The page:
Serves 4 as a main dish, 6 to 8 as a side
Autumn is quite the trade-off season. Who among us is really ready to say good-bye to summer and to embrace these chilly temperatures we're now experiencing? But then there's the long-anticipated reappearance of all of our harvest favorites - pumpkins and squash being some of my most favorite vegetables, plus the arrival of fall fruits, and the cure for the common cold outside: roasted meals. It's not an entirely fair trade, but the promise of good food does make it a bit more palatable. Pun intended.
This dish is nutty, sweet, and hearty, and an ideal make-ahead dish for lunches, though it's also quite useful as a side dish to roasted chicken or pork. From time to time, I'll add oven-dried apples and pears to this dish - you can't go wrong with those additional fall favorites in the mix, believe me you.
2 pounds peeled and cubed butternut squash
2 tablespoons extra virgin olive oil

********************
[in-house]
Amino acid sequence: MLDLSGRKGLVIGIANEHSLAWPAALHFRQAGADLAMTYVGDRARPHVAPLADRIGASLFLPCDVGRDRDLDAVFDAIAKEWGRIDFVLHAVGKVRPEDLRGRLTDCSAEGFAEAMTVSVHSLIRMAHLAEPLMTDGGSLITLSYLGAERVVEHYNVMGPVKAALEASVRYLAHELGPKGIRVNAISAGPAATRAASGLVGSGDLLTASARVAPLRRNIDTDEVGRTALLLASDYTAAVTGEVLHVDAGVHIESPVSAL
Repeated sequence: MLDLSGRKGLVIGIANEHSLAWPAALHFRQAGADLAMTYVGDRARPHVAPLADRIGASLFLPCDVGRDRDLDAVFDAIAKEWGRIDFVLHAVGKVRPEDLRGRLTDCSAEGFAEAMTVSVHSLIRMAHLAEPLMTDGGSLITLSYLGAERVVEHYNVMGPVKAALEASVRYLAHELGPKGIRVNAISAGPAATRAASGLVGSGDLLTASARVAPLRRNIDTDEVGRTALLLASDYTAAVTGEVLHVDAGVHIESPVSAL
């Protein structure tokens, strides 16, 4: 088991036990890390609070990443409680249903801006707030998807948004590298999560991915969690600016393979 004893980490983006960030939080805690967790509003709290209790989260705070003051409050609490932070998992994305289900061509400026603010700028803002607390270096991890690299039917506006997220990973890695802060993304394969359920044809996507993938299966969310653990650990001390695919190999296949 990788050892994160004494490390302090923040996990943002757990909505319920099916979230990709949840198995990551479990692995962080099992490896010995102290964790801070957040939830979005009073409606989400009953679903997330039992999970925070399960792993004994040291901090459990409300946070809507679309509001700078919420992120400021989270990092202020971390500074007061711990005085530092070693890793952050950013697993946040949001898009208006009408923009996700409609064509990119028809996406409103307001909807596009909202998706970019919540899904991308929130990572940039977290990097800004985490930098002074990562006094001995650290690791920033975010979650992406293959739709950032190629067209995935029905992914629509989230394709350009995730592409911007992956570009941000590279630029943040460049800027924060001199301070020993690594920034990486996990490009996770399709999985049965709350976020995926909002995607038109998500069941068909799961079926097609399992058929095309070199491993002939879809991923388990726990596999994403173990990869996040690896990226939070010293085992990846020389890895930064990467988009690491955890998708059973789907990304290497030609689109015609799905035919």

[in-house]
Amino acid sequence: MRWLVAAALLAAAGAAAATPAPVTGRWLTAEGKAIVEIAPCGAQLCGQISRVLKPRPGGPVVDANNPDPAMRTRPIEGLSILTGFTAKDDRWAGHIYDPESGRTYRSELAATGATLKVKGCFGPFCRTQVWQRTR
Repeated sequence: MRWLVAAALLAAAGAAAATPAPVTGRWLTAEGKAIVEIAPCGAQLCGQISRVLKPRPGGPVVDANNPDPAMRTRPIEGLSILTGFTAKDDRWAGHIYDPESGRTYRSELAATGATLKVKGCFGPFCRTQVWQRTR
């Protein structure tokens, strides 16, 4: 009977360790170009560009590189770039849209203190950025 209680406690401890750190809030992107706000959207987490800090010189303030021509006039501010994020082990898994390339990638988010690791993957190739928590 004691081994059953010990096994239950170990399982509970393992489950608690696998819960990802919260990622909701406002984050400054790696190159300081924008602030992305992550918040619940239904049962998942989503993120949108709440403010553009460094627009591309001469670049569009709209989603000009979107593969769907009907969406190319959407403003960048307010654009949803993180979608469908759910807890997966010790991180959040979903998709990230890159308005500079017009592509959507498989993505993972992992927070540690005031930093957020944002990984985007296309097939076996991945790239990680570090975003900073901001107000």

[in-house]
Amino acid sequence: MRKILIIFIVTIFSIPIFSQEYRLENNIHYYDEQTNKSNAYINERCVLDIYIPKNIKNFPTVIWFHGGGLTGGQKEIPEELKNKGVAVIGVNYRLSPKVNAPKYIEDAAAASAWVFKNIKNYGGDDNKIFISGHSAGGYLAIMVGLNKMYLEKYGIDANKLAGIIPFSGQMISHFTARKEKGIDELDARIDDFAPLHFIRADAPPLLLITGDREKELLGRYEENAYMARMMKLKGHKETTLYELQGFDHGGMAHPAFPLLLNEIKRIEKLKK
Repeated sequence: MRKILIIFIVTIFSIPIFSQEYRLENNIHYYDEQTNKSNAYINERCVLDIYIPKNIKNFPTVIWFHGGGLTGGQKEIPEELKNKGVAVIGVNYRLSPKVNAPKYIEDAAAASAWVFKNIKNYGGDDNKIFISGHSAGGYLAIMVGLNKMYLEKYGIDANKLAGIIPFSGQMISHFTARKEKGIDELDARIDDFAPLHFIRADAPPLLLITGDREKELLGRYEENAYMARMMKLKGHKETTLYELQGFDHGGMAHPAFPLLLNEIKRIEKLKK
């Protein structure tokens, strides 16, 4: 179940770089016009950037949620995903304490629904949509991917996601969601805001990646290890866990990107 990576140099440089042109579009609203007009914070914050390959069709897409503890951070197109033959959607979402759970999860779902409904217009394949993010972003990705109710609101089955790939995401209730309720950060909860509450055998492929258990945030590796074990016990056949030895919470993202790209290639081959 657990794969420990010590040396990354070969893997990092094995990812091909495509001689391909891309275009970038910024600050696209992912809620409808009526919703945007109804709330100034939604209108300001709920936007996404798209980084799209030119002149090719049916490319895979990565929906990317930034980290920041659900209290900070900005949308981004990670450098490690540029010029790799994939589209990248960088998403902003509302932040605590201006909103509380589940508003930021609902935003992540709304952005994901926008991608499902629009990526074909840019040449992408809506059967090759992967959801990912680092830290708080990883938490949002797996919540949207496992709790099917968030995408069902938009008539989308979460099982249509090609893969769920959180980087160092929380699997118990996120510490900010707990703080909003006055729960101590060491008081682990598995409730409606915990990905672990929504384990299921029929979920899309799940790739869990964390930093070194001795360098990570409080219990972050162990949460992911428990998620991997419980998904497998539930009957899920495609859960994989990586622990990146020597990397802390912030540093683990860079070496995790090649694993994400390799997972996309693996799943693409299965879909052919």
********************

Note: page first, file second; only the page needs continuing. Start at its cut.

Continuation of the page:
vegetable broth, for cooking the quinoa (rather than water)
1 cup quinoa (uncooked), cooked according to the manufacturer's directions (yep. using that vegetable broth with the parenthetical "rather than water" mention)
(1) 15-ounce can black beans, drained and rinsed
1/4 cup walnuts, toasted at 350 degrees for 12-15 minutes if whole, 6-8 minutes if pieces
honey for drizzling
It's just that easy. I read the ingredients, and thought, "um, why am I explaining this?" But I love this dish, and so explain I will.
Preheat the oven to 375 degrees Fahrenheit. Toss the butternut squash in the olive oil, then transfer to the squash to a 10 by 15-inch rimmed baking sheet. Bake until the squash is softened and is beginning to brown, 35-40 minutes.
Meanwhile, prepare the quinoa, rinse those beans, and place them in a large mixing bowl. Once the squash is done, add it on in. Stir well, season with salt and pepper if you so desire, then spoon it out onto your plate. Sprinkle 1 tablespoon of the toasted walnuts over each serving, drizzle with honey if you so desire, and viola! Gluten-free, protein-rich autumn magic. It almost makes the transition from summer less painful. Almost.
Copyright 2010, Amy McCoy/Poor Girl Gourmet. May not be reprinted without permission.